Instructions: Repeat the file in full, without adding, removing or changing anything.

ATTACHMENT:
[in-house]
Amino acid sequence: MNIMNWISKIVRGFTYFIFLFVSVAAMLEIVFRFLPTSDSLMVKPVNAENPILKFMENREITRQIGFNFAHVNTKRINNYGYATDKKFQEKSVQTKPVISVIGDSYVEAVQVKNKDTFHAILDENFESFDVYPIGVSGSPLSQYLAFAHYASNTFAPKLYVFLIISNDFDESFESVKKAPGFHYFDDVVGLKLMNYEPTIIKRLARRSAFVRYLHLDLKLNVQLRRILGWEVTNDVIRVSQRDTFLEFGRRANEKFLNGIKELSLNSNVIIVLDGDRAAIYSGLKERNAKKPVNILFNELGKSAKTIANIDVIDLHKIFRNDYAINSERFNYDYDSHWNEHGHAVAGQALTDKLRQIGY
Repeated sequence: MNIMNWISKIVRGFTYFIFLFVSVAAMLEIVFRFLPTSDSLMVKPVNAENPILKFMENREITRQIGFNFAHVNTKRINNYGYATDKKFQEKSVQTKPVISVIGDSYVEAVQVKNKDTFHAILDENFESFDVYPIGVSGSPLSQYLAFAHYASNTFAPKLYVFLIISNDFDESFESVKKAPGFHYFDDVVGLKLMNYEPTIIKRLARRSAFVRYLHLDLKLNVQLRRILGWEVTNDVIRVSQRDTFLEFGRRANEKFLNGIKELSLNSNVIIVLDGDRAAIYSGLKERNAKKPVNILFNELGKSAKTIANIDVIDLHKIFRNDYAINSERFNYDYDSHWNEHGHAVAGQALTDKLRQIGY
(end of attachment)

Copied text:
[in-house]
Amino acid sequence: MNIMNWISKIVRGFTYFIFLFVSVAAMLEIVFRFLPTSDSLMVKPVNAENPILKFMENREITRQIGFNFAHVNTKRINNYGYATDKKFQEKSVQTKPVISVIGDSYVEAVQVKNKDTFHAILDENFESFDVYPIGVSGSPLSQYLAFAHYASNTFAPKLYVFLIISNDFDESFESVKKAPGFHYFDDVVGLKLMNYEPTIIKRLARRSAFVRYLHLDLKLNVQLRRILGWEVTNDVIRVSQRDTFLEFGRRANEKFLNGIKELSLNSNVIIVLDGDRAAIYSGLKERNAKKPVNILFNELGKSAKTIANIDVIDLHKIFRNDYAINSERFNYDYDSHWNEHGHAVAGQALTDKLRQIGY
Repeated sequence: MNIMNWISKIVRGFTYFIFLFVSVAAMLEIVFRFLPTSDSLMVKPVNAENPILKFMENREITRQIGFNFAHVNTKRINNYGYATDKKFQEKSVQTKPVISVIGDSYVEAVQVKNKDTFHAILDENFESFDVYPIGVSGSPLSQYLAFAHYASNTFAPKLYVFLIISNDFDESFESVKKAPGFHYFDDVVGLKLMNYEPTIIKRLARRSAFVRYLHLDLKLNVQLRRILGWEVTNDVIRVSQRDTFLEFGRRANEKFLNGIKELSLNSNVIIVLDGDRAAIYSGLKERNAKKPVNILFNELGKSAKTIANIDVIDLHKIFRNDYAINSERFNYDYDSHWNEHGHAVAGQALTDKLRQIGY